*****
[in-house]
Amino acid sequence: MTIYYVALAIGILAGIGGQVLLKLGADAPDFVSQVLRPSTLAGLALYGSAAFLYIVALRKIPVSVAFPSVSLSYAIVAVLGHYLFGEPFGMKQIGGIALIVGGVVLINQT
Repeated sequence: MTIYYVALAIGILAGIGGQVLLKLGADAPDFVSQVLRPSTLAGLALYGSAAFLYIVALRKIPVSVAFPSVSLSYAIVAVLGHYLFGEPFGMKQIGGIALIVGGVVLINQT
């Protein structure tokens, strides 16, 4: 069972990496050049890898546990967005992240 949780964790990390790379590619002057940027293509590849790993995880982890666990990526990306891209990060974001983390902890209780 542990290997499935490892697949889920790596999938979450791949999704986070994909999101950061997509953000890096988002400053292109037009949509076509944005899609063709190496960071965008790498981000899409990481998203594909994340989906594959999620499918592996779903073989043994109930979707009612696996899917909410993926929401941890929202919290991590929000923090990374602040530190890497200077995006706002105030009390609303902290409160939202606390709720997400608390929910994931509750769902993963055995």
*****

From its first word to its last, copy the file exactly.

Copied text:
[in-house]
Amino acid sequence: MTIYYVALAIGILAGIGGQVLLKLGADAPDFVSQVLRPSTLAGLALYGSAAFLYIVALRKIPVSVAFPSVSLSYAIVAVLGHYLFGEPFGMKQIGGIALIVGGVVLINQT
Repeated sequence: MTIYYVALAIGILAGIGGQVLLKLGADAPDFVSQVLRPSTLAGLALYGSAAFLYIVALRKIPVSVAFPSVSLSYAIVAVLGHYLFGEPFGMKQIGGIALIVGGVVLINQT
């Protein structure tokens, strides 16, 4: 069972990496050049890898546990967005992240 949780964790990390790379590619002057940027293509590849790993995880982890666990990526990306891209990060974001983390902890209780 542990290997499935490892697949889920790596999938979450791949999704986070994909999101950061997509953000890096988002400053292109037009949509076509944005899609063709190496960071965008790498981000899409990481998203594909994340989906594959999620499918592996779903073989043994109930979707009612696996899917909410993926929401941890929202919290991590929000923090990374602040530190890497200077995006706002105030009390609303902290409160939202606390709720997400608390929910994931509750769902993963055995």